This afternoon we strolled out into the fall sunshine with our babe in tow.  {Those of you who have followed Gabe's story from the start might like to venture a guess at which song greeted us as we started up the car to head home.} 
For tonight we are so very glad to be able to hear our babe when he cries in the wee hours, to feed him without a 10 minute walk through the hospital, and to hold him without plastic gloves! 
Thank you so much for all of your continued encouragement and prayers"


Saturday, October 9, 2010

Joy Will Come

Before Gabe was born I was told by other moms that the diagnosis and pregnancy part of spina bifida would be the hardest. "It is all so much easier once your baby is born." They explained that after I saw him,  held him, it would not seem as difficult to deal with his likely long term health struggles.

Their advice holds pieces of truth. In that moment when I saw Gabe for the first time I could not help but be joyful for the miracle of birth, his special life, and all that is to come.

Yet, now there is a part of me fighting against each poke and prod instead of kicking peacefully around his warm and cozy spot inside. We are separated by plastic gloves, crunchy gowns, stairs, elevators, scrub in policies, gated doors, and incubators instead of living in one body - like we were just 20 days ago. Anywhere we were our family was together. Gabe was familiar with our voices, noises, and routines. Seemingly the familar sounds and schedules of his siblings have been replaced by his nurses' three hour care times, IV pumps, and monitor beeps.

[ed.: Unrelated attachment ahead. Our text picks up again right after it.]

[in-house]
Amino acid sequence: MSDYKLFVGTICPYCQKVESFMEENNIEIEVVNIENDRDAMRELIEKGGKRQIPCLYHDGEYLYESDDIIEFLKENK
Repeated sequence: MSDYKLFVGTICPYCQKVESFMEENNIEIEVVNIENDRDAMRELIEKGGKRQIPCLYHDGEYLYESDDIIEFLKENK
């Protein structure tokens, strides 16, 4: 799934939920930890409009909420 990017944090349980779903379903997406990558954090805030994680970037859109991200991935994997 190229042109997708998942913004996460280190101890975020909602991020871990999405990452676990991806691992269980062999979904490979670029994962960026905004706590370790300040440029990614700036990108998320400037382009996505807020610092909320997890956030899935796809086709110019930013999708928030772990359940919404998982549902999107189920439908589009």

When we are finally home little Gabe's spina bifida may pale in comparison to having our dear miracle with us, but for now none of this is easier - it is much more difficult than we anticipated.

"Preplanning doesn't make the bumps in the road any less jarring." From the book Chronic Kids, Constant Hope by Hoekstra and Bradford.


Tuesday, October 5, 2010


in cozy
in prayers
in love


Two Unexpected Frustrations

Our sweet Gabe has had quite a go of it this week.  After his surgery Gabe required some "big gun" antibiotics to fight off possible infection.  The meds have given him some obnoxious tummy trouble and one miserable rash from his incision, down his bum, and to his knees.  Ick! 

~The silver lining: Gabe is aware - can feel - the sting of the rash.

The antibiotics have proven to be necessary as the microbiologists and infectious disease specialist have determined that our babe also has MRSA - which is a hospital infection that is resistant to most treatment.  At this point Gabe is in complete isolation.  This is a really difficult transition.